Autopsy Manual: Measurements and Weights

The basic external measurements confirm observations about body length, limb length, pinna length, circumferences of the head, chest and abdomen, and spacing of eyes and nipples. These measures can confirm growth restriction with sparing of the head, but mostly they confirm malformations. The body weight is compared to norms for gestational age and sex of the infant.

Organ weights are measured during the dissection and can be compared to the normative values for gestation. The visceral organs tend to maintain constant ratios compared to each other. Often it is the loss of this regular relationship that needs to be determined such as small lungs or a small thymus. A simple method is to compare the visceral weight of the individual organs to the brain weight and then compare those ratios to the normative ratios.


A.  Introduction


The external measurements and body weight need to be recorded before undertaking the autopsy dissection. With practice, the measurements take only a few minutes. The measurements help confirm observed abnormalities, and prevent overlooking important features. Tables of norms are available in many textbooks of perinatal pathology, and are well presented in Wigglesworth and Singer [1]. Autopsy measurements have been used to create the best fit growth curve with 95% confidence limits [2]. An individual autopsy measurement can be compared to its position on the curve.

Tables of stillbirth or perinatal autopsy birth weight and measures only compare the infant to other autopsies, not to the normal population. They do not reflect the normal population because growth retardation, hydrops, maternal diabetes and other pathology is over-represented. The body weight, and many measurements can be plotted on a liveborn birth weight chart of normal percentiles for gestation to better compare the stillborn infant to the population. Ideally, this curve is based on the local nursery population, but published curves are available. At previable gestational ages there is no alternative live born curve. If an infant plots above the 90thor below the tenth percentile, that is a clue to either an underlying pathology or a mis-assigned gestational age.

Immediately classifying an infant as large, appropriate or small for gestation based on >10thpercentile, and < than 10thpercentile may help direct the approach to the autopsy. For example, a small infant with a proportionately small head without gross placental abnormality or a clinical history to account for utero-placental ischemia may have a genetic, or chromosomal abnormality for which tissue for testing can be obtained. An abnormally large infant with fat cheeks suggests the infant of a diabetic mother and may prompt obtaining a maternal hemoglobin A1c to resolve the role of glucose intolerance.

The autopsy weight is only a single point on a curve and cannot be used alone to exclude intrauterine growth retardation. Serial intrauterine ultrasound examinations may demonstrate a slowing of expected growth even in an infant of appropriate weight for gestation.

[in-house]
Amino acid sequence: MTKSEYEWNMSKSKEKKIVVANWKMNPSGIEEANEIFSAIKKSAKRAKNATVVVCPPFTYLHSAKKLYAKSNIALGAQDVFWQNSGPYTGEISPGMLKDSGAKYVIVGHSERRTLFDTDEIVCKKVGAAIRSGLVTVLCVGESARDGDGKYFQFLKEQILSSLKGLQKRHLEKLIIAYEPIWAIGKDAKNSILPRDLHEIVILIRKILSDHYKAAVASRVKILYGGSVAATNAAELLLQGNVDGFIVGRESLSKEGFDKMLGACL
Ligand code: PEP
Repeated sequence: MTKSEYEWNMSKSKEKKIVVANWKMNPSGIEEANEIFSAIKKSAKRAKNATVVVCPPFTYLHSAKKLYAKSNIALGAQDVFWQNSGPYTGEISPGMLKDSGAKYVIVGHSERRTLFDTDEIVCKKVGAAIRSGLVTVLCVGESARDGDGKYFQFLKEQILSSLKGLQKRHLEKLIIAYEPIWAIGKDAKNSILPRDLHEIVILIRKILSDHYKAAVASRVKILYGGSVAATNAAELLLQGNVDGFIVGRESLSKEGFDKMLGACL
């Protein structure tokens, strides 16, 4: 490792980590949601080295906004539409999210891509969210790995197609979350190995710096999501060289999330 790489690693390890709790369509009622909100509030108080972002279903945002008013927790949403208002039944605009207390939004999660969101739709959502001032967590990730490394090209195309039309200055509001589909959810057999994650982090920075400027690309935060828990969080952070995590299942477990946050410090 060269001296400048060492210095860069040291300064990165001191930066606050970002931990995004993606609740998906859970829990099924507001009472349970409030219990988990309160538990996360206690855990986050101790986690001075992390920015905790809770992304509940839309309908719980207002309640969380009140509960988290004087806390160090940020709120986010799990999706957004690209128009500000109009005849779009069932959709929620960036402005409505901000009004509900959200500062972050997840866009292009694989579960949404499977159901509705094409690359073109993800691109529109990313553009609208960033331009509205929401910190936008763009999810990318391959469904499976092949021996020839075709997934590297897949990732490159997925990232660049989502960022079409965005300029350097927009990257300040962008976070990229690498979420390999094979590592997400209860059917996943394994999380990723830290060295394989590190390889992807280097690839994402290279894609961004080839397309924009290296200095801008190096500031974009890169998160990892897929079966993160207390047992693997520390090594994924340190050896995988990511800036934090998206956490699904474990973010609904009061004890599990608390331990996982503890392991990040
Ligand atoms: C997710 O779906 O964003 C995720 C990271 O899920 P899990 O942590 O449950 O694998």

Abnormal measures need to be explained. Sometimes they will simply be errors of measurement or recording. Small deviations may be normal variation, but more than 1 standard deviation prompts consideration, and 2 standard deviations requires some annotation. Having only one or two measurements that are abnormal may help direct the diagnosis. Lethal osteo-chondro-dystrophies are usually apparent immediately on inspection, but in early gestation and in non-lethal disease, the measures of limbs may help confirm a suspicion, and suggest review of the post mortem radiographs. If an osteo-chrondro-dystophy is present, specific protocols for tissue sampling may help obtain the correct diagnosis.  An abnormal genital appearance can be confirmed by appropriate measurements and lead to obtaining skin fibroblast culture or other samples.


B.  Weight

The body weight is usually determined to the precision of grams. For small fetal autopsies an appropriate scale with tenths of a gram is helpful. In immature hydropic fetuses a surprising amount of body weight from fluid can leach to the surrounding covers. A comparison of the autopsy weight to the birth weight can demonstrate how much. On the other hand in older infants the clinical birth weight may include accessory material and elevate the true weight.


C.        Crown heel length

As long as the limbs are not fixed in flexion, holding the infant by the heel with the head touching the “ground” gives close to a normally extended height. A single long metal rule allows immediate measure of both the crown heel, and at the same time, the crown rump, at the level of the sacral tip. If the limbs cannot be straightened, a string can be used to outline the length. In cases with absent lower body or absent head, it is better to omit the measure, rather than have a misleading one.